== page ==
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Hackett: Red Deer doesn’t need to be a 1-million person city


One million people.

It just rolls off the tongue, doesn’t it?

A nice, good, even, solid round number.

Over at the CBC, the insightful and intelligent Jason Markusoff, showed off his brilliance this week by extrapolating comments that Premier Danielle Smith has made on multiple occasions about our fair city.

Smith has mused at least twice she has “challenged” Red Deer to be the province’s next one-million person city.

A challenge indeed.

I mean, anytime a city grows by a factor of 10, they have most definitely responded to a challenge. (Red Deer sits at about 100,844 people as of the 2021 federal census. The provincial government’s dashboard listed our population at 105,883 as of 2022.)

According to the same provincial dashboard, Red Deer’s population has increased 1.15 percent year over year and 2.42 percent in the last five years.

If those numbers are accurate, it’ll take over 100 years for Red Deer to have a million-person population.

I’ll be betting on some miracles of modern science to be alive to see that come to fruition at the ripe ol’ age of 135.

It’s doable in far less time — if you ignore the math and basic principles of population growth.

The 42-page Collier report that Markusoff quotes about Red Deer’s real estate growth projections from 2023, the city’s high growth target is about 158,000 by 2041, a rate of about 2.28 per cent.

“In the past 10 years, the rate of growth has not met previous projections,” the report notes.

“The 5-year reality is an average annual growth rate of 0.08 per cent, and the 10-year reality has an average annual growth rate of 1.14 per cent. Extrapolating based on these observed baselines, there is a projected population in 2031 of 101,703 (5-year reality) and 112,894 (10- year reality).

“The 5- and 10-year realities have been selected for use in this report as a companion to the medium growth scenario, as they better reflect the actual conditions of growth in Red Deer.”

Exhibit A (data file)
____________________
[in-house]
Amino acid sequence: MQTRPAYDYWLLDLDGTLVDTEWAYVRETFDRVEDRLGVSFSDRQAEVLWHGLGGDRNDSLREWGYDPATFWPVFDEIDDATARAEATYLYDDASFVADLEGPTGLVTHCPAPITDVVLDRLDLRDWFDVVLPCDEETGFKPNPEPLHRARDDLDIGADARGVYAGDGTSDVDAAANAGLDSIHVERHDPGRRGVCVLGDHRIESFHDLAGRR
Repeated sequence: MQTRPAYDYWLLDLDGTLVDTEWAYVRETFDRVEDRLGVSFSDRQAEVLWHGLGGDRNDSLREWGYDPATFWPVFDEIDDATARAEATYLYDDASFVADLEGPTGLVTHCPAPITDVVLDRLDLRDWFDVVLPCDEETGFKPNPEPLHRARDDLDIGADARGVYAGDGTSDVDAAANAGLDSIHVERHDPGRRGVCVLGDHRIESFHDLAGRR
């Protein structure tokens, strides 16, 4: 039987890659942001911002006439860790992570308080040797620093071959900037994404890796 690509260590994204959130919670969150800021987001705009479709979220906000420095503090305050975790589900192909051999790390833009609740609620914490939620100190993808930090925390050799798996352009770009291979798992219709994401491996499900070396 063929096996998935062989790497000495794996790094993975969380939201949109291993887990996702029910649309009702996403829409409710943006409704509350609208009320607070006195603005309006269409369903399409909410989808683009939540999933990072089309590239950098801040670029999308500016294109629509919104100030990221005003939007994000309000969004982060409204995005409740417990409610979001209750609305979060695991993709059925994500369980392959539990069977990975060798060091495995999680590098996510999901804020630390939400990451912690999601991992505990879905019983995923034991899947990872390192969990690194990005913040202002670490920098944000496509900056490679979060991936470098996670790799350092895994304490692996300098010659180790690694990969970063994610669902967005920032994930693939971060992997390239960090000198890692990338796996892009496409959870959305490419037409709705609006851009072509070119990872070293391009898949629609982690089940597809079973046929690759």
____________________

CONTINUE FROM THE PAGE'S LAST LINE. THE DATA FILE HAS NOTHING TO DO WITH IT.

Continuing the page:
The medium growth scenario puts Red Deer at about a population of 142,000 by 2041, at a rate of 1.76 per cent.

Avoiding being all negative Nelly for a second, there are ways Red Deer could get to a million people before 2050. If the city grows at a 10 per cent rate annually, it would get there by 2046!

According to the federal census, Airdrie grew by 20 per cent between 2016 and 2021, but only by 4.19 percent year over year. In 2022, the feds tabbed it as one of the top 25 growing municipalities in the country. Proximity to Calgary, along with housing prices/ demand, no doubt fueled that boom.

There are other examples. Milton, a town about an hour southwest of Toronto, right off a major highway, expects to triple its population by 2051. It is expanding in a similar way due to people’s desire to leave big cities like Toronto, Mississauga, and Brampton for smaller communities.

Red Deer could be situated similarly, but it’s a long shot. And I think for the people living here, that’s a major sell. Red Deer isn’t Calgary. Red Deer isn’t Edmonton.

It’s a place with big city problems in terms of homelessness, rising rental prices, hospital overcrowding and crime. Those problems aren’t easily solved, and they certainly won’t be eased by adding 900,000 people in the next 50 years. The appeal here is that Red Deer still has the feel of a small town where you know your neighbours and you can get anywhere in the city in basically 10 minutes.